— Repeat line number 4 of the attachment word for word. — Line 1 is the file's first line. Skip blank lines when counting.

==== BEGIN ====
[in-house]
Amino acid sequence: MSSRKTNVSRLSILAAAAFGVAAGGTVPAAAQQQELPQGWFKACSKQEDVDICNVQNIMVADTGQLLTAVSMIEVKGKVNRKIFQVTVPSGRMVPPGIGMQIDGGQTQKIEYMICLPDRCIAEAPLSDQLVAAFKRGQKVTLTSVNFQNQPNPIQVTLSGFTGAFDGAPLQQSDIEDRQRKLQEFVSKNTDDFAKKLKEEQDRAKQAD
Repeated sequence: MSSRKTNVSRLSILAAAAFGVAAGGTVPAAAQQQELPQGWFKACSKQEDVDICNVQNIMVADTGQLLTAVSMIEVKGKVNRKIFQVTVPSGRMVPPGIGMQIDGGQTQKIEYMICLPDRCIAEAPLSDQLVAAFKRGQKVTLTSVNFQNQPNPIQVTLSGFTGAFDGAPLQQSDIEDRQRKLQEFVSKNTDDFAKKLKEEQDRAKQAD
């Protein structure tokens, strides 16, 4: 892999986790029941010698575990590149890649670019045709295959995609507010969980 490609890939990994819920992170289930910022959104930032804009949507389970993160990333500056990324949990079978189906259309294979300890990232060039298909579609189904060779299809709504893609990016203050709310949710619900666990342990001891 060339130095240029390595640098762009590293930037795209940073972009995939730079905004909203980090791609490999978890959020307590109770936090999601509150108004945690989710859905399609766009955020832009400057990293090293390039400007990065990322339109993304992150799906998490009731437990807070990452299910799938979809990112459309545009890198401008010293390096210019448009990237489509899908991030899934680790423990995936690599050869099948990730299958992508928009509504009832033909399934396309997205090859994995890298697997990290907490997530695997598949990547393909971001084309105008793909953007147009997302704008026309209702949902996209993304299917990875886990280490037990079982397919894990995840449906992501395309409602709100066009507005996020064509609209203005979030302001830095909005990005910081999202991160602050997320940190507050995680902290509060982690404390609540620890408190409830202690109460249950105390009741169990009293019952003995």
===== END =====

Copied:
């Protein structure tokens, strides 16, 4: 892999986790029941010698575990590149890649670019045709295959995609507010969980 490609890939990994819920992170289930910022959104930032804009949507389970993160990333500056990324949990079978189906259309294979300890990232060039298909579609189904060779299809709504893609990016203050709310949710619900666990342990001891 060339130095240029390595640098762009590293930037795209940073972009995939730079905004909203980090791609490999978890959020307590109770936090999601509150108004945690989710859905399609766009955020832009400057990293090293390039400007990065990322339109993304992150799906998490009731437990807070990452299910799938979809990112459309545009890198401008010293390096210019448009990237489509899908991030899934680790423990995936690599050869099948990730299958992508928009509504009832033909399934396309997205090859994995890298697997990290907490997530695997598949990547393909971001084309105008793909953007147009997302704008026309209702949902996209993304299917990875886990280490037990079982397919894990995840449906992501395309409602709100066009507005996020064509609209203005979030302001830095909005990005910081999202991160602050997320940190507050995680902290509060982690404390609540620890408190409830202690109460249950105390009741169990009293019952003995």